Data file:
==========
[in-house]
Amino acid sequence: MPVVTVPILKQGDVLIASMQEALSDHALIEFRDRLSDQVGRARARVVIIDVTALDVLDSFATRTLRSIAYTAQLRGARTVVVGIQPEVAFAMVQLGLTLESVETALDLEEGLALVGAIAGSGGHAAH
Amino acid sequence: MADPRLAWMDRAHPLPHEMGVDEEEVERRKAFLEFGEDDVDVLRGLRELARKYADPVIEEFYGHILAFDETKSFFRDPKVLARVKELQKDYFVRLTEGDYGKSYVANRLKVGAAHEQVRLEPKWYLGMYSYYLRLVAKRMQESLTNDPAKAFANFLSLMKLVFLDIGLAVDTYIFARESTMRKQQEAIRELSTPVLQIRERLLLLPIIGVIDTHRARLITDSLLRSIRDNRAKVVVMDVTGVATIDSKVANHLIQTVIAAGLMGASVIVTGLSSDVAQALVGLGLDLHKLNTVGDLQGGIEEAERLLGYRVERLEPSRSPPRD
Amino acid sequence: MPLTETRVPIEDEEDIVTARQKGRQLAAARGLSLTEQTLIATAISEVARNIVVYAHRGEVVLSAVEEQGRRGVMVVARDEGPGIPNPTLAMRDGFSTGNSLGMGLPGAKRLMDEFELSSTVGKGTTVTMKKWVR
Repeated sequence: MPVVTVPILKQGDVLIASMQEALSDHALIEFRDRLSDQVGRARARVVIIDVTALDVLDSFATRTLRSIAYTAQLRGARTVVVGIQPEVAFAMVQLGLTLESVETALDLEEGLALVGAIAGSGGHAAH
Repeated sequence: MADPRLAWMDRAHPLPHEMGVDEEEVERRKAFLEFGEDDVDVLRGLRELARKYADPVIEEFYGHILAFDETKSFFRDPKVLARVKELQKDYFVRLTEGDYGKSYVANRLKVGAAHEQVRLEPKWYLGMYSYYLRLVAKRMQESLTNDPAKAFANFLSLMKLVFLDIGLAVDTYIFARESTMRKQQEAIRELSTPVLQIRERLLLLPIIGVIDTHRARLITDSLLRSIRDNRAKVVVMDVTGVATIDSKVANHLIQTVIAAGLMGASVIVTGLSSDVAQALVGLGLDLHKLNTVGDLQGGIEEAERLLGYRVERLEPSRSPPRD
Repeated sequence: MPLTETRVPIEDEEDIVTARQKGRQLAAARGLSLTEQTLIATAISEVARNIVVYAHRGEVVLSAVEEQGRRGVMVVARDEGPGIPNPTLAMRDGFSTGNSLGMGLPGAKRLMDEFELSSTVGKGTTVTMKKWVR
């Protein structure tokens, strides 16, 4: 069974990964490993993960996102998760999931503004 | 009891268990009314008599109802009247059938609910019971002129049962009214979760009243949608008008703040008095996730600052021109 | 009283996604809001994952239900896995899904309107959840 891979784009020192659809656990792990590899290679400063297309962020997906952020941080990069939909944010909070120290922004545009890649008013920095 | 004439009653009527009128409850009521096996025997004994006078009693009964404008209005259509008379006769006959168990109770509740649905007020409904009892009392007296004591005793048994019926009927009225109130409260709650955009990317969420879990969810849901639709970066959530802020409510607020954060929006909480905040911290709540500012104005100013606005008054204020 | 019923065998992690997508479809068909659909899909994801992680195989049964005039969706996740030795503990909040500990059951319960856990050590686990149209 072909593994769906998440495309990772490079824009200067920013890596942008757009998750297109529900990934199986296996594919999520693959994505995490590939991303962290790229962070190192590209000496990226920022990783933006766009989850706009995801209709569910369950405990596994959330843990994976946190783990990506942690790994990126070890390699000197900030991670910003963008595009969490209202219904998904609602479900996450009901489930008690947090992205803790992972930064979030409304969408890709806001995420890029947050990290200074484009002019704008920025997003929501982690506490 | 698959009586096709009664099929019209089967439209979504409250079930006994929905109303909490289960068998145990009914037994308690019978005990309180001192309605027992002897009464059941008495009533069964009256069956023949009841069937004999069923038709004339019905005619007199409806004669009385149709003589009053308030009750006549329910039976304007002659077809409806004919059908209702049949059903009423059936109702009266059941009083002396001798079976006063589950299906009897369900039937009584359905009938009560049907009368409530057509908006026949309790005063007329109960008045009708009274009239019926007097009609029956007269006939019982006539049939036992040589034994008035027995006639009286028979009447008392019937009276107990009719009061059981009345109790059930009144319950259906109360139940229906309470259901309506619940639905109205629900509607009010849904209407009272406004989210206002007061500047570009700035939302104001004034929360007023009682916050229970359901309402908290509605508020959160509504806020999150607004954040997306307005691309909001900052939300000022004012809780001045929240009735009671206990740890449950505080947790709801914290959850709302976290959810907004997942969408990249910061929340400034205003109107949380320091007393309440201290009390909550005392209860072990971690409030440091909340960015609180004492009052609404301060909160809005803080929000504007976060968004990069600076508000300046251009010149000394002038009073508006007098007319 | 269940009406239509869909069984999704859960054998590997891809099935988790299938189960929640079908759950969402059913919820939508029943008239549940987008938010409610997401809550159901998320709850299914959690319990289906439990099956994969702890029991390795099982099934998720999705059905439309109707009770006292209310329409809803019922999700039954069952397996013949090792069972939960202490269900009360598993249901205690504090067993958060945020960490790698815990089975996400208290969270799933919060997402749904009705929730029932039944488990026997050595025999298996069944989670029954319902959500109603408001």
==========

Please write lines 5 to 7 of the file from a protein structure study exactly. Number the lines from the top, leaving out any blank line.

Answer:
Repeated sequence: MPVVTVPILKQGDVLIASMQEALSDHALIEFRDRLSDQVGRARARVVIIDVTALDVLDSFATRTLRSIAYTAQLRGARTVVVGIQPEVAFAMVQLGLTLESVETALDLEEGLALVGAIAGSGGHAAH
Repeated sequence: MADPRLAWMDRAHPLPHEMGVDEEEVERRKAFLEFGEDDVDVLRGLRELARKYADPVIEEFYGHILAFDETKSFFRDPKVLARVKELQKDYFVRLTEGDYGKSYVANRLKVGAAHEQVRLEPKWYLGMYSYYLRLVAKRMQESLTNDPAKAFANFLSLMKLVFLDIGLAVDTYIFARESTMRKQQEAIRELSTPVLQIRERLLLLPIIGVIDTHRARLITDSLLRSIRDNRAKVVVMDVTGVATIDSKVANHLIQTVIAAGLMGASVIVTGLSSDVAQALVGLGLDLHKLNTVGDLQGGIEEAERLLGYRVERLEPSRSPPRD
Repeated sequence: MPLTETRVPIEDEEDIVTARQKGRQLAAARGLSLTEQTLIATAISEVARNIVVYAHRGEVVLSAVEEQGRRGVMVVARDEGPGIPNPTLAMRDGFSTGNSLGMGLPGAKRLMDEFELSSTVGKGTTVTMKKWVR